Taking Care of Elderly Loved Ones

Can Your Loved One Stay at Home?

If your loved one is healthy and desires his or her independence, staying at home may make the most sense. He or she may have friends and social resources that would be difficult to replace if he or she moved. Of course, staying at home gets more complicated when your loved one has limited physical or mental abilities. This section covers ways to get the help needed to stay at home (these may be short-term solutions).

Inexpensive Programs to Help Your Loved One

There are probably several programs available to your loved one. These may be offered by governmental or charitable agencies, and are, in many cases, priced according to a senior's ability to pay. Possible programs and resources include:

Home Maintenance and Repair ProgramsHelp with home repair and some general maintenance. Major renovations or cosmetic changes are usually not covered by these programs.

Meals-on-Wheels ProgramsOffer a daily weekday visit with a hot meal; also, the side benefit of a daily visitor.

Friendly visitor programsVolunteers visit regularly and provide companionship.

Telephone reassurance programsDaily telephone calls to check up on your loved one.

Congregate Meal Programs—Offer inexpensive meals and a place to go during the day to socialize.

Senior Centers- Offers social and educational programs. They are suitable only if your loved one is somewhat mobile and needs only limited help with activities of daily living. The costs are usually very reasonable; the center may even be free.

Adult Day Care Centers—Offers some of the same services provided by senior centers, but they also offer more assistance to participants who need help with activities of daily living, and, therefore, they tend to cost more.

Home Based Health Care Services

Home-based health care services include nursing services, medical treatment and physical therapy. Using home-based health care can be less expensive than a nursing home. It also eliminates the stress associated with institutional care or having family members performing these tasks themselves.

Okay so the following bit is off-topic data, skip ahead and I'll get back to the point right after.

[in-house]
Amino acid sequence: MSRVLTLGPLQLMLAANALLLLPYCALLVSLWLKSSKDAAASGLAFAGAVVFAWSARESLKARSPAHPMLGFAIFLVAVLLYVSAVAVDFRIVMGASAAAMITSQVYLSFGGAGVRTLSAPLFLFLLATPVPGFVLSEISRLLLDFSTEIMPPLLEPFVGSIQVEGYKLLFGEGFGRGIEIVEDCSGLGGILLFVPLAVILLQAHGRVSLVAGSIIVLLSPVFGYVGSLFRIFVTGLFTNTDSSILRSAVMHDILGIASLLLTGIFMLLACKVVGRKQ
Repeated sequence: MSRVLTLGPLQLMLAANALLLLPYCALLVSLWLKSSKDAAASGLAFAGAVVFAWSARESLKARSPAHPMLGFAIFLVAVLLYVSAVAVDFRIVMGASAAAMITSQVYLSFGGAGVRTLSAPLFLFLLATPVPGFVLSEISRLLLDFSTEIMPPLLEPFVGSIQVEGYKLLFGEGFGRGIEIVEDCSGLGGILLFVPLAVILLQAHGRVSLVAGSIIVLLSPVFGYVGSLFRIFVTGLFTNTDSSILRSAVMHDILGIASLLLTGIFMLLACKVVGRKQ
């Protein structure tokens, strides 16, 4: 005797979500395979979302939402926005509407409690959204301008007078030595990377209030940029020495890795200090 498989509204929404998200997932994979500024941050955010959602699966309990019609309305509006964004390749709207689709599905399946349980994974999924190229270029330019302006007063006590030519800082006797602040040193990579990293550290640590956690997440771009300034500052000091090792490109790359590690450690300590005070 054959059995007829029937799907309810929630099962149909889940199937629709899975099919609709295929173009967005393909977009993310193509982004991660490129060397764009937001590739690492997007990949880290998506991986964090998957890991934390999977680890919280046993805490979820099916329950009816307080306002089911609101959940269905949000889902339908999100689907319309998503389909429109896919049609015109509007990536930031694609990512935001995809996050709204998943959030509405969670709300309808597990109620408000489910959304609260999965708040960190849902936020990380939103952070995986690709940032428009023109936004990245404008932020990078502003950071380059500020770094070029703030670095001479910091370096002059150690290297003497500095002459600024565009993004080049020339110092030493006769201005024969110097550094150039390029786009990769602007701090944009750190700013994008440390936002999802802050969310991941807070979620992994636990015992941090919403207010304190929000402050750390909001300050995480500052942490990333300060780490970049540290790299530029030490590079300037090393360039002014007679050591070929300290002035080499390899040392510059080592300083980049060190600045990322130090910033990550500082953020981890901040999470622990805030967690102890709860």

Check Medicare, your Medicare supplemental insurance, your long-term care insurance, and the local Medicaid rules to see to what extent these costs are covered. You can review the actual insurance policies, or call your local Medicaid or Medicare office for assistance.

Personal Emergency Response System

If your loved one is frail or either one of you is concerned about accidents in the home, consider a personal emergency response system. These systems include a beeper-like device that your loved one wears around his or her neck or wrist, or buzzers placed at different locations around the house. In case of an emergency, activating one of these devices signals a private security company that an emergency is in progress; your loved one provides the company with a prioritized list of people or services to call. These systems are not very expensive for the peace of mind they provide. Make sure that the company is reputable and that a live person will be responding to any emergency calls.

Getting the Help You Need as Caregiver

Being a caregiver can be very demanding and can become a full-time job. Certain services, called respite care, are available to help you out. These range from support groups, which help you deal with the emotional stress of the situation, to hourly or weekend supervision of your loved one. It allows you to run personal errands or take important physical and emotional breaks. Costs can vary greatly (some programs are even free). For more information, call your area Agency on Aging.

Case Management

Case managers can help determine the right care plan. These services can range from a referral service to a team of experts who (for an hourly fee) will help you develop a strategy to best help your loved one. Some case managers will also help take care of the financial affairs for your loved one (pay bills, file tax returns). Case management can save you substantial money if a less expensive eldercare plan can be developed that provides equivalent or superior care. Contact the local Agency on Aging for a listing of services in your loved one's area.

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